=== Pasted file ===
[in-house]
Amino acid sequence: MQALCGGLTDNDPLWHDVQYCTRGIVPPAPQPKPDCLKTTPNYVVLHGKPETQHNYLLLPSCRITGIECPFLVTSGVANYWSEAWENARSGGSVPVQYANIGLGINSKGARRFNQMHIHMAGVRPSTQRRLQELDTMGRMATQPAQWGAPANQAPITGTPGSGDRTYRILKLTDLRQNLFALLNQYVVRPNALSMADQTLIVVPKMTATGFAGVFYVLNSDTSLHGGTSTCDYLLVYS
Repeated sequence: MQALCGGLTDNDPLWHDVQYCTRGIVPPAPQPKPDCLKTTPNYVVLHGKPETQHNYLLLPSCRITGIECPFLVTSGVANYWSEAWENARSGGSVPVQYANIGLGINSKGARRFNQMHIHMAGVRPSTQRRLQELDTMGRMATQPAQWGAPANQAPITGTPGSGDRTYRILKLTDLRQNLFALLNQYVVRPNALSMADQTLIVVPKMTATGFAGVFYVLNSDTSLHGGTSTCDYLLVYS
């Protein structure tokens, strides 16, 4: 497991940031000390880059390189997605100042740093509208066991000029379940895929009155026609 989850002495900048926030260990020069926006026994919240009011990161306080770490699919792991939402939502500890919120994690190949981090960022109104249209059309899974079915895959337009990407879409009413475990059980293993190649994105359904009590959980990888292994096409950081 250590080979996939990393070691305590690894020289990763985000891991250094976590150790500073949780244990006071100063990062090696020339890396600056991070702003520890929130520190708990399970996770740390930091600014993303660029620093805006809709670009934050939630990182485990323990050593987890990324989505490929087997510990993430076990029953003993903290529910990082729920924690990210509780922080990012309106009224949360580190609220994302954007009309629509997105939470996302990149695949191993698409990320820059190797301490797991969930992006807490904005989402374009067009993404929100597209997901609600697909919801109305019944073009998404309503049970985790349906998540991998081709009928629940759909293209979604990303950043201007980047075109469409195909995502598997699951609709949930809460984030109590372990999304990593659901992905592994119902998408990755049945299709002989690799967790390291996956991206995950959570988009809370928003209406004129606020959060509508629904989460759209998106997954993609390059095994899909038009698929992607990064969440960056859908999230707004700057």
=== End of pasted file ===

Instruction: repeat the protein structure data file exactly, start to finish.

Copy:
[in-house]
Amino acid sequence: MQALCGGLTDNDPLWHDVQYCTRGIVPPAPQPKPDCLKTTPNYVVLHGKPETQHNYLLLPSCRITGIECPFLVTSGVANYWSEAWENARSGGSVPVQYANIGLGINSKGARRFNQMHIHMAGVRPSTQRRLQELDTMGRMATQPAQWGAPANQAPITGTPGSGDRTYRILKLTDLRQNLFALLNQYVVRPNALSMADQTLIVVPKMTATGFAGVFYVLNSDTSLHGGTSTCDYLLVYS
Repeated sequence: MQALCGGLTDNDPLWHDVQYCTRGIVPPAPQPKPDCLKTTPNYVVLHGKPETQHNYLLLPSCRITGIECPFLVTSGVANYWSEAWENARSGGSVPVQYANIGLGINSKGARRFNQMHIHMAGVRPSTQRRLQELDTMGRMATQPAQWGAPANQAPITGTPGSGDRTYRILKLTDLRQNLFALLNQYVVRPNALSMADQTLIVVPKMTATGFAGVFYVLNSDTSLHGGTSTCDYLLVYS
């Protein structure tokens, strides 16, 4: 497991940031000390880059390189997605100042740093509208066991000029379940895929009155026609 989850002495900048926030260990020069926006026994919240009011990161306080770490699919792991939402939502500890919120994690190949981090960022109104249209059309899974079915895959337009990407879409009413475990059980293993190649994105359904009590959980990888292994096409950081 250590080979996939990393070691305590690894020289990763985000891991250094976590150790500073949780244990006071100063990062090696020339890396600056991070702003520890929130520190708990399970996770740390930091600014993303660029620093805006809709670009934050939630990182485990323990050593987890990324989505490929087997510990993430076990029953003993903290529910990082729920924690990210509780922080990012309106009224949360580190609220994302954007009309629509997105939470996302990149695949191993698409990320820059190797301490797991969930992006807490904005989402374009067009993404929100597209997901609600697909919801109305019944073009998404309503049970985790349906998540991998081709009928629940759909293209979604990303950043201007980047075109469409195909995502598997699951609709949930809460984030109590372990999304990593659901992905592994119902998408990755049945299709002989690799967790390291996956991206995950959570988009809370928003209406004129606020959060509508629904989460759209998106997954993609390059095994899909038009698929992607990064969440960056859908999230707004700057």